But I felt really alone in the crowd of strangers, so distant from everyone else, that the best thing I could do is what I always do, stand in the corner, stare and listen. And that’s when I studied these people, while blending in without standing out, and instead feeling distant from everything. Maybe I am better alone in the shadows. What a wonderful realisation. What a great thing to bring up during the holidays at a family dinner. Your relations staring right back at you as you try to explain how everyone is merely there because you are born to be with them. Well, perhaps not, not in my case. You see, I was torn away from my relatives at a very young age. I saw them in yearly rotations, spending the holiday season with them, similar to the way it had always been when I was growing up. Eventually, other things began to occupy my parents and with school projects and a newly appointed life elsewhere, those with whom I grew up, were no longer there. I was away when they died; I remember my mother telling me to say my goodbyes as early as a year before they passed away because ‘I would never have the chance to say goodbye again’. Over the years, the old grew older and the desperate took more decisive measures to combat desperation. New ones came along, but I felt there was no longer a connection that would have existed years ago when I lived closer.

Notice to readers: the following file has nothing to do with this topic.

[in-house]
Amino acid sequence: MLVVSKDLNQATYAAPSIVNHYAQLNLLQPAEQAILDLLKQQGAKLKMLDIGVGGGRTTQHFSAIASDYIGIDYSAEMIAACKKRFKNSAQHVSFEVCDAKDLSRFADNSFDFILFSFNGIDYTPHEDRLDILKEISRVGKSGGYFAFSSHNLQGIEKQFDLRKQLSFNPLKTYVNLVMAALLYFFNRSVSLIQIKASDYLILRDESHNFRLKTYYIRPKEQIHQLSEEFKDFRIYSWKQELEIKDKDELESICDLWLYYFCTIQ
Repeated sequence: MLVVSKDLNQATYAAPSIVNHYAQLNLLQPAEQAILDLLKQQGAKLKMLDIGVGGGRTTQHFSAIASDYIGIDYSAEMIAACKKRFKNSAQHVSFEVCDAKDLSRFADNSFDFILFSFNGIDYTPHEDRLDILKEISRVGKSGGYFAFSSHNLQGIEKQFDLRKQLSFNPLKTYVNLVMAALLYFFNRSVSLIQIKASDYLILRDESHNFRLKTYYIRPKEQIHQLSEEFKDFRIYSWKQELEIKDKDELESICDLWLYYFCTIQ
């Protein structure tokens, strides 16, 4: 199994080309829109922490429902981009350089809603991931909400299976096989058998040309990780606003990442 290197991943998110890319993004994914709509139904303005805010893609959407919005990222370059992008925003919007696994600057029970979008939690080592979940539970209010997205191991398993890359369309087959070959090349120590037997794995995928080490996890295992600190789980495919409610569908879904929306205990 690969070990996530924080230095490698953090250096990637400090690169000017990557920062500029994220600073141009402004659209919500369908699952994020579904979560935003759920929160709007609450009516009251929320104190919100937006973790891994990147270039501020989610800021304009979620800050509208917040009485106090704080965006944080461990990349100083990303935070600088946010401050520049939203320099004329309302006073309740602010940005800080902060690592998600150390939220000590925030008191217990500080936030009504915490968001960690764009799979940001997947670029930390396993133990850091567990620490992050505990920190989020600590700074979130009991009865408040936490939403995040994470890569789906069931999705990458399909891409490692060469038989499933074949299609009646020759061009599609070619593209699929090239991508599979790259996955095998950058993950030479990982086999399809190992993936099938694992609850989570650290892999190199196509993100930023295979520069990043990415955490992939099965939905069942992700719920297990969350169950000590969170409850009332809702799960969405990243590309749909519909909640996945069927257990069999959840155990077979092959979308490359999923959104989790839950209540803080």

Communicating with them is often difficult, because we have lived so many years apart, and lost to realise who we really are. And I no longer see things as the little child I was once, I may still be naïve, but I see more than I feel. I can see the fragmentation within my family, the lies, the mistrust, and the hate. All those Christmas days we came together as a family and took pictures together are simply relics of history that represent nothing else but the cliques that were fostered throughout the years. And so, I grew to become an isolated being, but one who craves to socialise and enjoys the stolen moments of attention if they come to seek me, because I will not take the initiative to find them. It’s not the time and place to explain about the emotional strains that I endured as a child as I relocated to other environments every five years on average, but it is something to bear in mind for future remarks I will make. So, what is this all going to be about, the tales of a depressed person, searching for some sort of satisfaction from documenting his life story? Let’s establish early on that although a professional may diagnose me with clinical depression, I do not feel like the depression is a major burden to carry that renders me incapable of carrying out certain tasks. I may distant myself from everything that I once took interest in, including work, lifestyle and nutritional needs, which then bring up the concerned doctor into action saying that I need serious help or medication. I have mistrust of doctors and psychologists because I have found them more judgemental than helpful in the past; that is why I depend on no one else but myself when dealing with issues.